Recent Articles

April 24, 2014

Choose Your Own Adventure Real Talk 0

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For the most part, the scariest thing you can do in a choose your own adventure book is choose to enter a cave. At The Toast, Mallory Ortberg shows us what choose your own adventure would’ve looked like if it were historically accurate. “It is daytime. Turn to page 19. Page 19: You have died […]

April 24, 2014

Poetry of Brotherhood 0

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Recommended Reading: The Missouri Review’s new poem of the week, Kai Carlson-Wee’s “Jesse James Days,” which also won its 2013 Editors’ Prize. “If I carried your name to the skateparks and railroad temples of rust, would you come to me, brother.”

April 24, 2014

More Márquez? 0

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Although Gabriel García Márquez died last week, there might be a new story on the way. According to his editor, Márquez left behind one manuscript, “We’ll See Each Other in August,” that he didn’t intend to publish, and his family is still deciding whether to honor his wishes.

April 24, 2014

Undomesticated: On Joan Chase’s During the Reign of the Queen of Persia 2

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One reason that Joan Chase has slipped into obscurity, while her rough contemporaries Robinson, Mason, and Mantel have ascended, is the relative infrequency with which she publishes.

April 24, 2014

Colson at the Casino 0

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“We go to casinos to tell the everyday world that we will not submit.” NPR has an excerpt from Colson Whitehead’s new book, The Noble Hustle.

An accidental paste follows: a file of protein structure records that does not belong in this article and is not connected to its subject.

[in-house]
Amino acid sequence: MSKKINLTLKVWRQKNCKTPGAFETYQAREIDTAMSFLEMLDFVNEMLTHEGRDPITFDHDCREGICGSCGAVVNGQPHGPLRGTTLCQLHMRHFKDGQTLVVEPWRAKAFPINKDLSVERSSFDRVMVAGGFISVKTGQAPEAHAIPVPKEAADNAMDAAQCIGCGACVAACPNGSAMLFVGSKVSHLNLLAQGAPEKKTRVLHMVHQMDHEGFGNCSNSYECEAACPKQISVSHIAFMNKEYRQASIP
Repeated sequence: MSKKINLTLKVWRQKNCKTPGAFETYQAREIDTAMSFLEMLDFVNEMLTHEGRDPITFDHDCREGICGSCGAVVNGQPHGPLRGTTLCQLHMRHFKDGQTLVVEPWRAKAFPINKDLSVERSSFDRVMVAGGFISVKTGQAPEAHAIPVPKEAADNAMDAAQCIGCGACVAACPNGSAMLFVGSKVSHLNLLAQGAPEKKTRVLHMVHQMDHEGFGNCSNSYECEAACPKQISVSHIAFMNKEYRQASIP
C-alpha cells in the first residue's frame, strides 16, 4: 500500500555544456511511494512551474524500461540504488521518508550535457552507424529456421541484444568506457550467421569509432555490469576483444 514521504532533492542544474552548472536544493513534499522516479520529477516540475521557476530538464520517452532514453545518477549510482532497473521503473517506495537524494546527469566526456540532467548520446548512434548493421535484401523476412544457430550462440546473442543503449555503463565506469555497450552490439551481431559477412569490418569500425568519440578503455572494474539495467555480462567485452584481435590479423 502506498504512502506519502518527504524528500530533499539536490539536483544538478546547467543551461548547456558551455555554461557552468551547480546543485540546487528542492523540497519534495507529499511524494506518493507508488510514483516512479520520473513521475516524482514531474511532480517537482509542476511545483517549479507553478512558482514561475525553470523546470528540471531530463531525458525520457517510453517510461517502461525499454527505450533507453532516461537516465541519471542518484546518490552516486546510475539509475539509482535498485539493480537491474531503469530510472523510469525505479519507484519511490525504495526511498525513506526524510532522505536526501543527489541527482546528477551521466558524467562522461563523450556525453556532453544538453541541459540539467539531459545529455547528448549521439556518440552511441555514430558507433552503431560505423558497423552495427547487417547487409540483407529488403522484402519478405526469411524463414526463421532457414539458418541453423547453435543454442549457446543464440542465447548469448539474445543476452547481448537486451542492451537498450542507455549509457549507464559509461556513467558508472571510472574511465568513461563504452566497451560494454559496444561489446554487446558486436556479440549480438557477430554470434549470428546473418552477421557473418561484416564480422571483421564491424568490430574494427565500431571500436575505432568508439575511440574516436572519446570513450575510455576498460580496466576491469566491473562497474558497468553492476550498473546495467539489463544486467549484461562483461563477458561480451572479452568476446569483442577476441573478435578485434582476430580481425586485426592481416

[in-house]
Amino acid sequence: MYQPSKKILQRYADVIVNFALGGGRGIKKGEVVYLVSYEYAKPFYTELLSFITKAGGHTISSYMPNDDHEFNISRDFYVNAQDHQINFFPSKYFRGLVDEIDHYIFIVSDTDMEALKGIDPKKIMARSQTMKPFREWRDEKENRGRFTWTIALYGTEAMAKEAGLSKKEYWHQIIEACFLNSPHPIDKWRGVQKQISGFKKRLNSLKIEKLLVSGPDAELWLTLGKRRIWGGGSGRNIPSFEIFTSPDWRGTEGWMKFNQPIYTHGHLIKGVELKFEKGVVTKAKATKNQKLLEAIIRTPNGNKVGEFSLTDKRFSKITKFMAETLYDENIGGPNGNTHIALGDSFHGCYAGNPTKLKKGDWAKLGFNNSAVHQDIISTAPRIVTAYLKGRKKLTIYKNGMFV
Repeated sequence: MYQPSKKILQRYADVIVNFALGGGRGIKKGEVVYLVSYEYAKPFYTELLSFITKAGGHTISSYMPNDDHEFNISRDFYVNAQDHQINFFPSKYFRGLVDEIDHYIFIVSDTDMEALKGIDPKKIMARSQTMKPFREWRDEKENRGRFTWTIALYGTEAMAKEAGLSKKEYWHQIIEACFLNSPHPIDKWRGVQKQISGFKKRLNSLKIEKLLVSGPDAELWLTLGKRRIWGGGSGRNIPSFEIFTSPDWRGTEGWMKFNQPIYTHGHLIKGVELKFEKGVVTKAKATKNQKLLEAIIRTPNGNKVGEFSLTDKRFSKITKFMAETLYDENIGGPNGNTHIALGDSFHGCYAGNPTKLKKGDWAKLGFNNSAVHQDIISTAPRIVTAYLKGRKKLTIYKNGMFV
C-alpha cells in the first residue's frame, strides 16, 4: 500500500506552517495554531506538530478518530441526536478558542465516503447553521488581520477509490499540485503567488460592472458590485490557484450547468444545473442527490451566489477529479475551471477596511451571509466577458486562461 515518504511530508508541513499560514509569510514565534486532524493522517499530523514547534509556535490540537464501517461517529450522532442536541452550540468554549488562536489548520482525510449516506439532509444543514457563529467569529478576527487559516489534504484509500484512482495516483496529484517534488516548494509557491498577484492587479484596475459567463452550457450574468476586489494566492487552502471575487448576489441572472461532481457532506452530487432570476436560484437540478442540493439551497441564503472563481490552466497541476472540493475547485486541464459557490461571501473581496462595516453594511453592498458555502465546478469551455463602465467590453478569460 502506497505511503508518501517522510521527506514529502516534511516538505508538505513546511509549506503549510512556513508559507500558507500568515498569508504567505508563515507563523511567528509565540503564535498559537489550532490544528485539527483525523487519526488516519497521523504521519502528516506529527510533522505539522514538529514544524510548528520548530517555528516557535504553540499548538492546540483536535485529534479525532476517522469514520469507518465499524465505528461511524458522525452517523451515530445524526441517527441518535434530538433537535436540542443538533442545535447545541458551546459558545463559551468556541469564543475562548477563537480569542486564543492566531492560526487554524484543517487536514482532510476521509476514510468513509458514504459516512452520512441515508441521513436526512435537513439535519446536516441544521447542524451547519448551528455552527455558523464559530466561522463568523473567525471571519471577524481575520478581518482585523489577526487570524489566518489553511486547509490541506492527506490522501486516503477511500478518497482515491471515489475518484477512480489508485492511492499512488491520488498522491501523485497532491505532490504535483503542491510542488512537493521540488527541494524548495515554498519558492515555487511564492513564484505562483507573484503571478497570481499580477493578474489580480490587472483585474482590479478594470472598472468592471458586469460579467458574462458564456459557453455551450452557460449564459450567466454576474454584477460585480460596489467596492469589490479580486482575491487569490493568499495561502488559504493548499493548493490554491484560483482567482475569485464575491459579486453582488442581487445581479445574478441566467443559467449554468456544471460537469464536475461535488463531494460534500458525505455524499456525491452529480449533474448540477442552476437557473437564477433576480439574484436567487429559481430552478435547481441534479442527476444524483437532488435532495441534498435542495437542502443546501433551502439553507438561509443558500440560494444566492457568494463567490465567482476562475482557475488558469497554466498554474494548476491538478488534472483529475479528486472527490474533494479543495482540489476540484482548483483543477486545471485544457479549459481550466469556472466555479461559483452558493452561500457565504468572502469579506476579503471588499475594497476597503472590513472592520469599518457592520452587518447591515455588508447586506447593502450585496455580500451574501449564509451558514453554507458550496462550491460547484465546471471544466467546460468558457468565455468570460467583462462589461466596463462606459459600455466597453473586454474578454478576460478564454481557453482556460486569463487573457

April 24, 2014

Shakespeare’s Dictionary 0

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Shakespeare invented more than 1,000 words when he was writing, and now we might be able to find out how. Two New York booksellers believe they have found Shakespeare’s annotated dictionary, John Baret’s An Alvearie or Quadruple Dictionarie. Although scholars aren’t quite convinced, you can read the dictionary in full to decide for yourself.

April 24, 2014

You Can’t Avert Your Eyes: The Millions Interviews Teju Cole 0

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You don’t become a war reporter because you love war. You report on war because it expands and complicates our idea of what war is. As a Nigerian-American who lives in the United States, I would like to complicate our sense of what Nigeria is, of what Lagos is, of what Africa is like.

April 23, 2014

Theo Decker’s Pinterest 2

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Keeping track of the art mentioned in Donna Tartt’s The Goldfinch is almost as difficult as keeping track of Boris. Fortunately, Laura Petelle made a Pinterest board of all the art in the novel, complete with excerpts. Start reading from the bottom up, and beware of spoilers.

April 23, 2014

Believing in the Bookternet 0

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Recommended Viewing: Year in Reading alumna Rachel Fershleiser’s TED talk “Why I heart the Bookternet” on building reading communities through the internet. “The more tools that we get for communication and collaboration, the more we’re taking reading and writing — these really solitary pursuits — and building communities around them for connection and conversation.”

April 23, 2014

When It Becomes Clear What It Is That They Will Be Doing, I Will Be Very Interested in Their Doings: On The Best of McSweeney’s 0

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The Best of McSweeney’s is a triumph, not only as a stand-alone book, but also (and especially) as a testament to the power of the short story, the essay, the experiment. A tribute, too, to the power of one person’s vision, proof that writers can influence the world outside the borders of their prose.